The insurance industry has a historically poor showing of diversity in its workforce, but with concerted effort from industry leaders, this trend could be changing.
Most businesses understand the benefits of diversity, yet the insurance industry as a whole has struggled to attract talent across racial, ethnic, and gender lines. Still, there are some bright spots of progress, as well as evidence that increasing diversity could help with the industry’s impending talent shortage. Not least of all, diversity in the insurance workforce could help shrink the coverage gap (particularly in health and life insurance) that today leaves non-white people at greater risk of financial losses.
A lack of diverse representation in insurance
According to the 2020 Census, Black people make up 13.4 percent of the U.S. population, while the country is also composed of over 50 percent women and girls. Insurance company TV mascots, on the other hand, include just two notable Black men (Jake from State Farm and Dennis Haysbert, longtime face and voice of Allstate), one woman (Flo), countless number of white men, and a handful of zoo animals. All jokes aside, the industry is suffering from a reputation problem that isn’t helped by its existing diversity problem.
Why does the insurance industry lack diversity?
Despite good intentions and efforts to recruit and hire diverse candidates, people report that insurance industry organizations fall short when it comes to actually developing and promoting minority and underrepresented workers into leadership roles.
A variety of factors contribute to the insurance industry’s lack of diverse talent. Like many things in the industry, we could chalk it up to “the way it’s always been,” but that isn’t a good reason for a homogenous workforce any more than it’s a good reason to keep using outdated technology.
For whatever reason, and there are many, the insurance industry hasn’t done a great job of embracing People of Color, although the industry has implemented many diversity, equity, and inclusion (DEI) initiatives in recent years, and things do seem to be improving.
Historic unfair discrimination by insurance toward Black consumers
When discussing the lack of diversity within the workforce and leadership of the insurance industry, it would be naive to think the industry’s own practices toward consumers are irrelevant. If you’re wondering “how so?” there are examples in other industries and professions that demonstrate a clear connection between the racial and gender makeup of the profession itself and the quality of service consumers of those races and genders receive.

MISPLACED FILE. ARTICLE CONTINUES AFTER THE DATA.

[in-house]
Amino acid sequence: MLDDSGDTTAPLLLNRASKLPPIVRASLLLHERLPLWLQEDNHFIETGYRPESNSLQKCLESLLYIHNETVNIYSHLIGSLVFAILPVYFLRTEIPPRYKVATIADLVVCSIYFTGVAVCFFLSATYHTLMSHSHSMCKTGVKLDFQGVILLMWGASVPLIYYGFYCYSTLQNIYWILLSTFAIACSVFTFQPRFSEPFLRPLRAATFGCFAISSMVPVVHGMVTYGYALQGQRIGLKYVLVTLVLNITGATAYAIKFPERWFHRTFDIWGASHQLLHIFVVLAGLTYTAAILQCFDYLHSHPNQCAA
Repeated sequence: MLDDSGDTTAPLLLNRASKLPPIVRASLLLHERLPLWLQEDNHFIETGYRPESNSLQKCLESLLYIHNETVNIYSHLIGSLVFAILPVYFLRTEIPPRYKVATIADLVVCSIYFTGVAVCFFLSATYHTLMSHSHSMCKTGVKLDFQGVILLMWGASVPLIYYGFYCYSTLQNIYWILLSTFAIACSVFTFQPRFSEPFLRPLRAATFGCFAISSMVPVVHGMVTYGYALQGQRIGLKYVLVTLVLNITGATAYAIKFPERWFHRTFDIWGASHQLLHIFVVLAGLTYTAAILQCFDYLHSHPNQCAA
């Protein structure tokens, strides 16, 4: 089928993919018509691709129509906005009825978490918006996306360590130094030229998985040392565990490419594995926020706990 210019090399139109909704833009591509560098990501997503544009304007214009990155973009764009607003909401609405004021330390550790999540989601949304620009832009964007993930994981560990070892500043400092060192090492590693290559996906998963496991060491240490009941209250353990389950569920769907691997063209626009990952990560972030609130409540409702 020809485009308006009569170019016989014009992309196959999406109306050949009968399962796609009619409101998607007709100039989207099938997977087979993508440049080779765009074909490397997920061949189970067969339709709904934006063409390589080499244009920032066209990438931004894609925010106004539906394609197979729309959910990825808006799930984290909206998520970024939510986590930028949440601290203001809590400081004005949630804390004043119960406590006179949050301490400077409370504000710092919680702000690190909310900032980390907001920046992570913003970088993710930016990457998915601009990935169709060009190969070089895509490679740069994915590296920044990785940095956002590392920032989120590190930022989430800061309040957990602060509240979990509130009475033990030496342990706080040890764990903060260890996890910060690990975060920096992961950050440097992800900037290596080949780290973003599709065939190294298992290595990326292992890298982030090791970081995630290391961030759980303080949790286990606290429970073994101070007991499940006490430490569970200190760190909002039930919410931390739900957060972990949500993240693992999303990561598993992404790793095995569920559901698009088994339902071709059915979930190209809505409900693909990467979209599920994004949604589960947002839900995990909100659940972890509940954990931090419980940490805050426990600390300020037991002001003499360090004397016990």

To use the medical field as a parallel example, only 5 percent of U.S. physicians identified as Black or African American in 2018. At the same time as the professional field is largely lacking Black doctors, Black patients have worse medical outcomes compared to people of other races. Examples include a dramatically higher maternal mortality rate for Black mothers compared to white and Hispanic mothers, and Black people being two times more likely to die from heart disease between the ages of 18 and 49 than white people, among many other notable disparities. What’s truly striking is the difference in outcomes for Black patients when they receive care from Black doctors – one study found Black patients with Black doctors closed a cardiovascular mortality gap by nearly 20 percent. The logical conclusion is that greater racial diversity within the medical field yields more equitable medical outcomes for Black patients.
Similarly, the insurance industry has a history of what the National Association of Insurance Commissioners and The Center for Insurance Policy and Research call “unfair discrimination” toward Black people. By nature, insurance companies must discriminate when making underwriting and rating decisions. However, they shouldn’t use factors such as race, gender identity, or national origin to determine the “price of or access to” insurance products. Unfortunately, this is exactly what’s happened in the past, and the historical unfair discrimination against Black insurance consumers has far-reaching impacts on today’s industry.
Today, People of Color (including, but not limited to, Black and Hispanic people) are less likely to have health insurance than white people in America. While Black Americans are actually a bit more likely to have life insurance than the general population, the legacy of racism in life insurance coverage means most Black policyholders have inadequate coverage: just enough to cover funeral expenses in most cases.
In auto insurance, as another example, research shows consumers with similar risk profiles are charged significantly more based on living in predominantly minority ZIP codes. With racism and discriminatory practices built into the history of insurance products, it’s no wonder the industry hasn’t always earned the trust of Black people and other minorities.
As the insurance industry as a whole makes changes to prioritize diversity, equity, and inclusion in its recruiting, hiring, and retention practices, the hope is (as seen in the medical field) Black, Hispanic, and other diverse consumers will achieve better outcomes.
Some insurance companies excel at diversity in the workplace, but there’s still room for improvement